Lego spaceman lands near Malmesbury
9:00am Saturday 1st September 2012 in News
A TINY Lego man bearing a Paralympic “flame” landed near Malmesbury after a trip to the edge of space.
The official torch lighting for the London Paralympics was held last week after flames were kindled on Britain’s four highest national peaks.
But a group of Bristol aerospace engineers, Dave Curtis, Andrew Graham and Clive Driscoll, decided to perform a torch relay of their own when they realised one place the flame had never been was space.
In their spare time the trio loaded a Lego man carrying a Lego flame, a stills camera and an HD video camera into a large polystyrene box fitted with a parachute and then launched it into Earth’s outer atmosphere using a helium-filled meteorological weather balloon from Tewkesbury.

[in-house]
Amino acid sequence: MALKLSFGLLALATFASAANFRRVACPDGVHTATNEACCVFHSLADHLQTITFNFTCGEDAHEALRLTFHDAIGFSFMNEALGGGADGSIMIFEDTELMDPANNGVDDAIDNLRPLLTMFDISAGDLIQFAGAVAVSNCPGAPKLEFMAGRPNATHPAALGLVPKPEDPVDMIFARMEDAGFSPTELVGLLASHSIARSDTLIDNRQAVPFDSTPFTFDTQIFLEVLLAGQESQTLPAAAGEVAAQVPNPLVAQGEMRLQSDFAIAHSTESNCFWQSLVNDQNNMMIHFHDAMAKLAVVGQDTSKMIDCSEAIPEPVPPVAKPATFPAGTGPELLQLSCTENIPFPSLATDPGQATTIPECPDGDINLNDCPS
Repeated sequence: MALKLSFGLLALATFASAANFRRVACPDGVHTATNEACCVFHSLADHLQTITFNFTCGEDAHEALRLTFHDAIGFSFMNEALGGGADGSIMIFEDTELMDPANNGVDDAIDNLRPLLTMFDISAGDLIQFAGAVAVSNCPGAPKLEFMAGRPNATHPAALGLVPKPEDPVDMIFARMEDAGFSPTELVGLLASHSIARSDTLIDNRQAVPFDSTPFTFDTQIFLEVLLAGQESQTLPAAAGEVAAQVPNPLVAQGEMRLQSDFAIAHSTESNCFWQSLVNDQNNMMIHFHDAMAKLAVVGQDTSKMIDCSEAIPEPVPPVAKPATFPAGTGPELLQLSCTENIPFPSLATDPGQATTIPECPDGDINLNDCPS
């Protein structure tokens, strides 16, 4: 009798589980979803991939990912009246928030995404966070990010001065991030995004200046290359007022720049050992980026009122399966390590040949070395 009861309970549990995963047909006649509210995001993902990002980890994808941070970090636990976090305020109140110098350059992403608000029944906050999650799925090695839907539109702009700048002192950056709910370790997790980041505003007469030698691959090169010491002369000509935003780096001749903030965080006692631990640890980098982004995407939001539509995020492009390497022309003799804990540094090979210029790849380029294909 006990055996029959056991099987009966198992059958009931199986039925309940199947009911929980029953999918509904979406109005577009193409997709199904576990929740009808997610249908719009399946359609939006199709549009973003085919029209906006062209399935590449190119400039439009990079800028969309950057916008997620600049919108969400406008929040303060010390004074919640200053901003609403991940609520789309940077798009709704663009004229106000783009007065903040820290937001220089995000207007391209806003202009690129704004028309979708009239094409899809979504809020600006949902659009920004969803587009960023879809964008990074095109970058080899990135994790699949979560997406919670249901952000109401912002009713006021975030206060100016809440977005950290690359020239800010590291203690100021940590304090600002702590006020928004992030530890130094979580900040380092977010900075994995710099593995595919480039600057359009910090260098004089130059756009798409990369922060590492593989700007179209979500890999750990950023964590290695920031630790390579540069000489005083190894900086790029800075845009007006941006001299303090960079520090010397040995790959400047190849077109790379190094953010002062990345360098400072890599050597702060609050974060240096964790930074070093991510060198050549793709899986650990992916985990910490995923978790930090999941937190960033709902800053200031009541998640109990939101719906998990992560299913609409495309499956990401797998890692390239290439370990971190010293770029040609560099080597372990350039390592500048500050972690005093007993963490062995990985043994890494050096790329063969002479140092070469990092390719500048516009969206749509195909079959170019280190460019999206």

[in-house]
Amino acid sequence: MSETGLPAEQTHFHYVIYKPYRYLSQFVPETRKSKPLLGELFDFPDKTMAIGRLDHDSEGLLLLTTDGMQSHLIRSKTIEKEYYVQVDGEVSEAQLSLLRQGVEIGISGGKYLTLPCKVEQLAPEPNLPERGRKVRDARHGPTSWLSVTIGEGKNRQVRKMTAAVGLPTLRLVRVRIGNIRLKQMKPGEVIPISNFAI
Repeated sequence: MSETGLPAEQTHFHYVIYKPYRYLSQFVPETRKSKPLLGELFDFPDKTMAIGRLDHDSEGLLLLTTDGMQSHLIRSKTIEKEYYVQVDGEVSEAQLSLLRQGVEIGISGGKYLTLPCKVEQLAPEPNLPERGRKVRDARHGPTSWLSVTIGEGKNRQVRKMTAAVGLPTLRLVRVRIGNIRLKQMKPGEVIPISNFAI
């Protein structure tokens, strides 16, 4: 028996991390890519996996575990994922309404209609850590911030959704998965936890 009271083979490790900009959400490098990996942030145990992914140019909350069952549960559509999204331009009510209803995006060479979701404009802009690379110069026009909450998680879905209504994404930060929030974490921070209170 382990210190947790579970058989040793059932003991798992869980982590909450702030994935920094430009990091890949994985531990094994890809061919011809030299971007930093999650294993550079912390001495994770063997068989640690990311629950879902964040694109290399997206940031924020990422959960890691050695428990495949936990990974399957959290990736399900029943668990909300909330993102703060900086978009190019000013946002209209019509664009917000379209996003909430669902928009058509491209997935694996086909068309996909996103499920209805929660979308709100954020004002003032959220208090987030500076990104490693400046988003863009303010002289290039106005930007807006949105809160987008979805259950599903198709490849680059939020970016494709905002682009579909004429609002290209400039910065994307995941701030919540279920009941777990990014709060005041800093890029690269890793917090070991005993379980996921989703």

Three hours later it floated back to earth laden with spectacular images of its epic journey.
Chris described the unorthodox mission as a complete success.
“The images we recovered were far better than we could have ever imagined. Seeing the final curvature of the Earth blew my mind and made it all worthwhile. A great homage to the start of the Paralympic games.” he said.
The camera was programme to take pictures every 10 seconds throughout the flight which reached 75,000 feet before the balloon burst. The payload dropped in freefall until the air was thick enough for the parachute to be deployed.
Two GPS equipped mobile phones texted their location to the engineers who had to get Civil Aviation Authority clearance before the launch to make sure their experiment was not a danger to aircraft.
“A simulation was run before launch which assessed the weather and predicted roughly where the balloon would land, it wasn’t far off from the original prediction of Oxford.
“Choosing the right weather conditions was crucial, a simulation run only a week before showed the payload expected to land in Norway,” added Dave.